I have a question for you. “What charity motivates you?”

With so much demand on our spare cash from charities, what charities will motivate you to give today?

It seems that we are under constant bombardment from charitable organisations these days.  It goes without saying that, in times of financial hardship, charities suffer.  And yet there are so many genuine and worthwhile causes out there that tug at our heart-strings and pull us to consider giving something….

And it doesn’t have to be a charity campaign that gets my attention.  There are so many news stories these days that tell of a natural disaster, war zone, or famine area.  AND THOSE PICTURES.  They shout loudly to the compassionate side of me.

But I can’t give to everything, and I have limited resources.  So I have to make wise choices as to who gets my money.

What about you?  How do you feel when those newsreels start streaming from your TV?  What is your immediate reaction? 

Share now by commenting below.  I’m going to read and reply to every single comment that I receive.

Today, the charity that motivates me is Living Waters.  Found all over the world, this charity provides discipleship and relationship programmes to all churches of all denominations.  Aimed at those people who recognise that they live a broken life, and are not living a fulfilled life that is possible with God, Living Waters provides programmes and facilitates prayer and ministry to those wanting to move on in their relationship with God and with others.

But there are others out there that get my attention, who are involved with:

  • Human Trafficking
  • Debt and Injustice (local and global)
  • Feeding and supporting local homeless and families below the poverty line

So again, I ask you the question “What charity motivates you?”  I’m looking forward to reading your comments and responding.

Talk to you soon.


About katehobbs

Mother to two who are now independant and living away from home. Wife to Steve, for the last 26yrs and looking forward to many more years. I have enjoyed 18 months in the Okanagan, something that I have longed to have the opportunity to do for a while. Living a dream, you could say. Now, I am interning with Living Waters Canada based in Vancouver until end of April 2013. I love to grow my own food - it tastes so much better. I also build up, train and encourage others to achieve more than they thought possible.
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22 Responses to I have a question for you. “What charity motivates you?”

  1. Len Hummel says:

    Habitat for Humanity. The Red Cross. and Save the Children. along with that: this lady and her awesome testimony of faith and survival: Martin and Gracia Burnham Foundation

    • katehobbs says:

      Hi Len
      Thank you for joining in this conversation and for advocating your charities. I’m going to visit the Burnham website and find out what it was that motivated you. I don’t know of this charity, but I do know of the others. Have you been abroad with Habitat for Humanity and built some houses? I know that this is one thing they do, but it is not the only thing.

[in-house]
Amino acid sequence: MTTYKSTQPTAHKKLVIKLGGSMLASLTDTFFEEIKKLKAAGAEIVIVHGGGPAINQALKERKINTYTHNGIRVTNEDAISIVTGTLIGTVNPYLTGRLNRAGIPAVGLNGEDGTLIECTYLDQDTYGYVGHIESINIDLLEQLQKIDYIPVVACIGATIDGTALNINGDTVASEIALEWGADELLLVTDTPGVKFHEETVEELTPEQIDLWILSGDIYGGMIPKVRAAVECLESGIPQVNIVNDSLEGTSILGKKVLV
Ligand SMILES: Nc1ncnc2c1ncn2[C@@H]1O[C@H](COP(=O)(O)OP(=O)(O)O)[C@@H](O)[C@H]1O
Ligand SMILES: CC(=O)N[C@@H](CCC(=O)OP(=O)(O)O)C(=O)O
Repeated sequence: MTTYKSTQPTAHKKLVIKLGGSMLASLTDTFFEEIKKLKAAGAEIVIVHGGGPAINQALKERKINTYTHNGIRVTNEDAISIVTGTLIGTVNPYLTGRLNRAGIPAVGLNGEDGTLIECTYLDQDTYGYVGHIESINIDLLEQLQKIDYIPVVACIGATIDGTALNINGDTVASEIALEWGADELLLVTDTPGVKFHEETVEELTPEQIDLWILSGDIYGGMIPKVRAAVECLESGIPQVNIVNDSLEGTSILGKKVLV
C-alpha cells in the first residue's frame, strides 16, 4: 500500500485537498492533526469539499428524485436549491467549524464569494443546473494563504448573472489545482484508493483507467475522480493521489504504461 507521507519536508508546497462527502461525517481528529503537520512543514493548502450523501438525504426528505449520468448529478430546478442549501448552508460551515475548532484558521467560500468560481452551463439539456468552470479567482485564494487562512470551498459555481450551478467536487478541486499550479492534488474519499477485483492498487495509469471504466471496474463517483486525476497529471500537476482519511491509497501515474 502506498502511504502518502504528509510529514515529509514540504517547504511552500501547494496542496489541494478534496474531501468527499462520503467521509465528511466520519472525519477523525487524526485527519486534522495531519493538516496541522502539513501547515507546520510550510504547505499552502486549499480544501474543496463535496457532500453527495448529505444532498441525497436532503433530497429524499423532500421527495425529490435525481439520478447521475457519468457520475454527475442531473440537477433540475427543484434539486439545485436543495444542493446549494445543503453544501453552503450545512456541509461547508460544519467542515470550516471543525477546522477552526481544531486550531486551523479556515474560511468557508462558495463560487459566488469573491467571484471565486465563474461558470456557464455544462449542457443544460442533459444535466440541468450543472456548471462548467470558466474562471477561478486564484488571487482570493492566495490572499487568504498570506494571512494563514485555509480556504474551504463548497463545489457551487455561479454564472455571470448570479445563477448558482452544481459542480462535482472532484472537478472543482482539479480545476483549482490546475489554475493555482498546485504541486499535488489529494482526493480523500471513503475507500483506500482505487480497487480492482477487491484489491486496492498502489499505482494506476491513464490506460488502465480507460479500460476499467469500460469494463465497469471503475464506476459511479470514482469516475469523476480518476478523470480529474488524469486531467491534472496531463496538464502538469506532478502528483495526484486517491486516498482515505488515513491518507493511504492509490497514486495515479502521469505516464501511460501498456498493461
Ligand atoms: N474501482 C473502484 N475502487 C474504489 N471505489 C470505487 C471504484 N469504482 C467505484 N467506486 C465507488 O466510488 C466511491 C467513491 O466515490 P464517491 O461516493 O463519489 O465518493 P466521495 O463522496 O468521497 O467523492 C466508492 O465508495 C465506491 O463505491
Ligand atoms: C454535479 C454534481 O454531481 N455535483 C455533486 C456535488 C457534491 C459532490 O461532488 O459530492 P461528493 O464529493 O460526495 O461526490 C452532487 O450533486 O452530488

Another question back to you: Do you give a regular amount each month to each charity, or do you give as and when you see a need? I’m not giving by direct debit/monthly to any charity at the moment, but am considering doing this going forward.
      Looking forward to hearing back from you.

  2. 400daystil40 says:

    Very interesting question… I have many…. I find that the charities that motivate me are ones that I feel a personal connection to… either a heart pull or due to things people close to me have lived through (ie: a cancer organization because my father died of cancer)…… I mostly find myself pulled towards educational charities that empower people with education or very specific charities like A Child’s Right (www.achildsright.org) that provide practical assistance to children.

    • katehobbs says:

      Firstly, thank you for commenting.
      I know where you are going regarding responding to charities that support something close to your heart. I think most of us have been affected by cancer, either personally or a close family member, and that certainly raises my awareness of the disease, therefore I would be more inclined to respond.
      Thank you for sharing about A Child’s Right. I didn’t realise when I started this post that I would find out about charities that I hadn’t heard of. This is a wonderful way of sharing and raising awareness. I hope others take the opportunity to give their favourite charities a mention. Perhaps I’ll do a follow up post, mentioning all those charities mentioned in the comments – that will give some extra ‘publicity’.
      Thanks again for commenting, and please come back and add to this conversation.

  3. cobbies69 says:

    Mine is to do with two things Asthma research, and as my blog regularly posts ‘Missing Kids’ Very good and thought provoking thanks…;)

    • katehobbs says:

      I am going to make an assumption here and say that the Asthma charity is because you or a family member/friend is seriously affected. Am I correct in that? I think we are more inclined to give to a charity that is ‘close to home’.